EDGE Community


Project information

[Project name/title]
Conserving the Chinese giant salamander


[Project description/overview]
1. Increase knowledge of wild salamander distribution, population and ecology;
2. Improve disease diagnostic and research capacity;
3. Develop a conservation genetics database;
4. Develop a conservation breeding centre


Location:

China - predominantly Shaanxi, Guizhou, Guangdong and Guangxi provinces


Project type:
Conservation

Relevant EDGE species:
Chinese Giant Salamander (Andrias davidianus)

Project members:
Carly Waterman




Relevant species
2. Chinese Giant Salamander (Andrias davidianus) CR

The largest living amphibian, the Chinese giant salamander can reach lengths of 1.8 metres.

[Relevance description]
Species background

The Chinese giant salamander is the largest amphibian in the world reaching lengths of up to 1.8m – the same as an adult human.  It is one of only three giant salamander species left in the world.  In China it lives in cool, fast flowing mountain rivers and lakes where it feeds predominantly on fish and crustaceans.  It is listed as Critically Endangered on the IUCN Red List with only an estimated 50,000 individuals left in the wild, though this number is far from certain due to the lack of detailed knowledge.

 
Aims

Increase knowledge of wild salamander distribution, population and ecology, improve disease diagnostic and research capacity, develop a conservation genetics database and a conservation breeding centre.

 
Objectives

Capacity building: strengthen in-country research capacity in field survey protocols, conservation genetics and disease diagnostic capability through training 3 EDGE Fellows.

In situ monitoring:  undertake field and questionnaire surveys to create the first robust dataset of population distribution, relative abundance and threat distribution across key range areas; develop standardised long-term monitoring protocols.

Disease:  identify disease threats to wild and farmed populations; develop disease diagnostic and mitigation protocols for farmed populations; raise awareness of disease, biosecurity and quarantine issues within the farming community.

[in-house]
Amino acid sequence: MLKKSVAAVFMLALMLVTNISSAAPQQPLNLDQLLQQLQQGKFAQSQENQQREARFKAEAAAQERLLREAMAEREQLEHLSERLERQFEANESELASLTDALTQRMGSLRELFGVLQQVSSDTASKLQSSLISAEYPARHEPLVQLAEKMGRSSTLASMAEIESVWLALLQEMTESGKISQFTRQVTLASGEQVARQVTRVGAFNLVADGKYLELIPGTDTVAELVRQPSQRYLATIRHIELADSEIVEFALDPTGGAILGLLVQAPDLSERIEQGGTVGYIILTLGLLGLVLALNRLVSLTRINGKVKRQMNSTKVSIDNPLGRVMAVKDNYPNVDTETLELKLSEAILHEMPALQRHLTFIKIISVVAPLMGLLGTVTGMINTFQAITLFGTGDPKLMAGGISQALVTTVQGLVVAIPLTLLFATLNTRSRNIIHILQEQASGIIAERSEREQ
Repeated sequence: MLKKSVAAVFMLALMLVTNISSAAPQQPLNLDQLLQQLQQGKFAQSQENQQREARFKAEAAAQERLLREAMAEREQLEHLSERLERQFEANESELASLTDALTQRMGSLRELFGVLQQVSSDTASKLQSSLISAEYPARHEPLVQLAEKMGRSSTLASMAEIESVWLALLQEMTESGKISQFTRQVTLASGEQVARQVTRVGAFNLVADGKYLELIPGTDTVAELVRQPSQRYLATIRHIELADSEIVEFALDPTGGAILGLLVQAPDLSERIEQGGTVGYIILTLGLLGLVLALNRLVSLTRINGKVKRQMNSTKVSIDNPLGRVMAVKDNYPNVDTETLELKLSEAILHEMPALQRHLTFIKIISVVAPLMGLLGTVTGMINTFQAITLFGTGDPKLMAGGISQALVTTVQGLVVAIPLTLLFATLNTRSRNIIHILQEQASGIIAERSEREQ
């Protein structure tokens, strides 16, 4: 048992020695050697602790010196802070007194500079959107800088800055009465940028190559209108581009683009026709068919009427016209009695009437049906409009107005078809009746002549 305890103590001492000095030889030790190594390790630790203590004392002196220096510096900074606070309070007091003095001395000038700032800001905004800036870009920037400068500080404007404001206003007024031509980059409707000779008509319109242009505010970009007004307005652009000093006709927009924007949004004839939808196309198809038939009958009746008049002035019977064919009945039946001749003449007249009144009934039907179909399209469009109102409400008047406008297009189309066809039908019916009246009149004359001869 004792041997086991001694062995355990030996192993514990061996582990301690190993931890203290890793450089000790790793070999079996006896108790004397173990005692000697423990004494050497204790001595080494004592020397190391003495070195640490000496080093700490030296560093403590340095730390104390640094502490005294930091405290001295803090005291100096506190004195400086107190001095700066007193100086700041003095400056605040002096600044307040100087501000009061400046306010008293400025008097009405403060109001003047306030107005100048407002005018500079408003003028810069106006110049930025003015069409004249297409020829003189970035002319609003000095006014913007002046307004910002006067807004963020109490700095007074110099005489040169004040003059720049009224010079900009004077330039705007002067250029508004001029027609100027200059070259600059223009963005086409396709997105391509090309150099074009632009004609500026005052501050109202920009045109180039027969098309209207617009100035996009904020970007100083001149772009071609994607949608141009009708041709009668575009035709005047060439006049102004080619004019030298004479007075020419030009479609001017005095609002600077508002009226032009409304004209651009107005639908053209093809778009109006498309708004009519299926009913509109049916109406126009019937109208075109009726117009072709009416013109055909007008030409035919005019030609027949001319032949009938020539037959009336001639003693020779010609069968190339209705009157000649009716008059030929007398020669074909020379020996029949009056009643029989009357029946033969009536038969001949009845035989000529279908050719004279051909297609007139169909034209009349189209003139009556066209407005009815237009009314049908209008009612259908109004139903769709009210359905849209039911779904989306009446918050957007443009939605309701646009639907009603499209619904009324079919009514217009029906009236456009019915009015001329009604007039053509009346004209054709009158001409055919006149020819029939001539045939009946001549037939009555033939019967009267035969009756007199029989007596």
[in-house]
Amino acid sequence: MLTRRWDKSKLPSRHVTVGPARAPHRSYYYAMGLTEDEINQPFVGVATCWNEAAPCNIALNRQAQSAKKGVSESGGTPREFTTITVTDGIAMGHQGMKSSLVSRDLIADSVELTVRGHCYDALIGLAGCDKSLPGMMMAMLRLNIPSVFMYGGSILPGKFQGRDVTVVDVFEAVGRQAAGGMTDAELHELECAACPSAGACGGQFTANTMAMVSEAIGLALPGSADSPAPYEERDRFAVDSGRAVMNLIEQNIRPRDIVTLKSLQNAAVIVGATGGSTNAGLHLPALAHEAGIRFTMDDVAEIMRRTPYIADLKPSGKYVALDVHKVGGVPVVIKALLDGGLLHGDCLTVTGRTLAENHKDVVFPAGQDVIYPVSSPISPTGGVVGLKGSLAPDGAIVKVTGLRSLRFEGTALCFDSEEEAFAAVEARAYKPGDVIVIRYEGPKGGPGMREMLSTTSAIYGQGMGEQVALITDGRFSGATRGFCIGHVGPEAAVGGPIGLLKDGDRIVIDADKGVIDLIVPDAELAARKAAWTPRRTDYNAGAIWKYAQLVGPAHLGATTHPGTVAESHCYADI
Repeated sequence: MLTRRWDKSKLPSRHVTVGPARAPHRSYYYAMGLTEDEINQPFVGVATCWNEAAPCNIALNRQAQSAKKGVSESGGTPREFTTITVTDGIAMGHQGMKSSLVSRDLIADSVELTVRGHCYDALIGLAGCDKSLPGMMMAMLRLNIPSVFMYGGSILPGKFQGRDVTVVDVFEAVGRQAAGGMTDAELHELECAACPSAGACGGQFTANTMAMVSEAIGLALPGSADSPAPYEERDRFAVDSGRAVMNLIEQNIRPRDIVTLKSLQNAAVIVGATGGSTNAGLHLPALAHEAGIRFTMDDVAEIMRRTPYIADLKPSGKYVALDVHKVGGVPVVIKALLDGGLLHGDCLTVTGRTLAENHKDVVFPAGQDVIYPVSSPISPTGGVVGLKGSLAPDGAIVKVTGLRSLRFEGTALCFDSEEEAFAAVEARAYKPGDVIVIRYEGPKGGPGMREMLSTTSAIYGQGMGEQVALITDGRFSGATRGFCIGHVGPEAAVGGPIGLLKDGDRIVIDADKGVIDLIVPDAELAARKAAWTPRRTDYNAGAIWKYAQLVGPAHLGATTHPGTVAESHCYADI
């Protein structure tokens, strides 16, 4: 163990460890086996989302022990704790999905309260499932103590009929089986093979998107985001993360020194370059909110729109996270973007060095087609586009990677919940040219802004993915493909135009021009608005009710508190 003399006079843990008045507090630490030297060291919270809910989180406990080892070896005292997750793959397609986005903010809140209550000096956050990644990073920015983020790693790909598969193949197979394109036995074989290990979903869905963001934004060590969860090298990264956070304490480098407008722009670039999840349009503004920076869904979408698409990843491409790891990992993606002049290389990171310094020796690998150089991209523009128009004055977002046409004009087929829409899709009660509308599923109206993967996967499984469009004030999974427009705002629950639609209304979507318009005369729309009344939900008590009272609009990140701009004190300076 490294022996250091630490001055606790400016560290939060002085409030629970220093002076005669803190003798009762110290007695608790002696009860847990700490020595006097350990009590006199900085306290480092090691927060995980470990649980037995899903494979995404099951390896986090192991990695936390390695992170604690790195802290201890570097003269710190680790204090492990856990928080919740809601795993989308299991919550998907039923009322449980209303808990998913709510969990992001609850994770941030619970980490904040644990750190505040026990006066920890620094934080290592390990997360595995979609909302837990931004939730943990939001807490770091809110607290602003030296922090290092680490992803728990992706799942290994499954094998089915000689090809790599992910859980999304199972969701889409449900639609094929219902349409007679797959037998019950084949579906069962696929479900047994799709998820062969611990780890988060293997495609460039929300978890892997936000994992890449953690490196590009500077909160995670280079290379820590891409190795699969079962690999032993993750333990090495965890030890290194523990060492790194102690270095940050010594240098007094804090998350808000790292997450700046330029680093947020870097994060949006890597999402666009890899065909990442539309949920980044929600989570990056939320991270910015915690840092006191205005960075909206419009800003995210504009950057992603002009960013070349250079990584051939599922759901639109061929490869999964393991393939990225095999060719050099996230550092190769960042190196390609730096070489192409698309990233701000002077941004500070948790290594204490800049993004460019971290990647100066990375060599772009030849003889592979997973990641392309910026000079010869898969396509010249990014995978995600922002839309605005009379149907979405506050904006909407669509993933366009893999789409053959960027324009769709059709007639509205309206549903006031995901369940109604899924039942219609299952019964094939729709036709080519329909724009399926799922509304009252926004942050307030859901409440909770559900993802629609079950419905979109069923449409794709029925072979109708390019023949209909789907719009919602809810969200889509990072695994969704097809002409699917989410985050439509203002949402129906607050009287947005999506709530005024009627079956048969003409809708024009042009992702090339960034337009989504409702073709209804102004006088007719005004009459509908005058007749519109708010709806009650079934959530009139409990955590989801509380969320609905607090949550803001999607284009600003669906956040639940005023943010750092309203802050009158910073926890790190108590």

Conservation genetics:  develop methods and protocols for analysing genetic samples; collect and analyse genetic samples from across the wild population range; create a database and store for genetic samples to preserve genetic diversity.

Conservation breeding:  establish the first conservation breeding centre; develop conservation breeding protocols and a strategy for establishing further centres.

Awareness: hold a workshop to develop an awareness and education strategy to promote the status and needs of the Chinese giant salamander at a local, regional, national and international level; initiate that strategy; develop a global network of experts and organisations to aid the conservation of the salamander including engaging with the highest levels of government and advocacy in China.

 
Achievements
  • The International Conservation Workshop for the Chinese Giant Salamander was held in Xi’an China from 31 May – 3 June 2010. It developed a Conservation Action Plan and implementation of the key recommendations is the focus of this project.
  • Work on increasing disease diagnostic and research capacity started in September 2010. EDGE Fellow Zhou Feng spent 45 days training at the Institute of Zoology in early 2011.
 
Project members

Carly is a Pangolin Technical Specialist at the Zoological Society of London, and the Programme Officer for the IUCN SSC Pangolin Specialist Group.

[Member role description]
[Title:] Image | Chinese giant salamander | © International Cooperation Network for Giant Salamander Conservation
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Logo for the Chinese giant salamander workshop

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An adult Chinese giant salamander

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A baby Chinese giant salamander

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Possible wild salamander habitat in Sanguanmaio, Foping reserve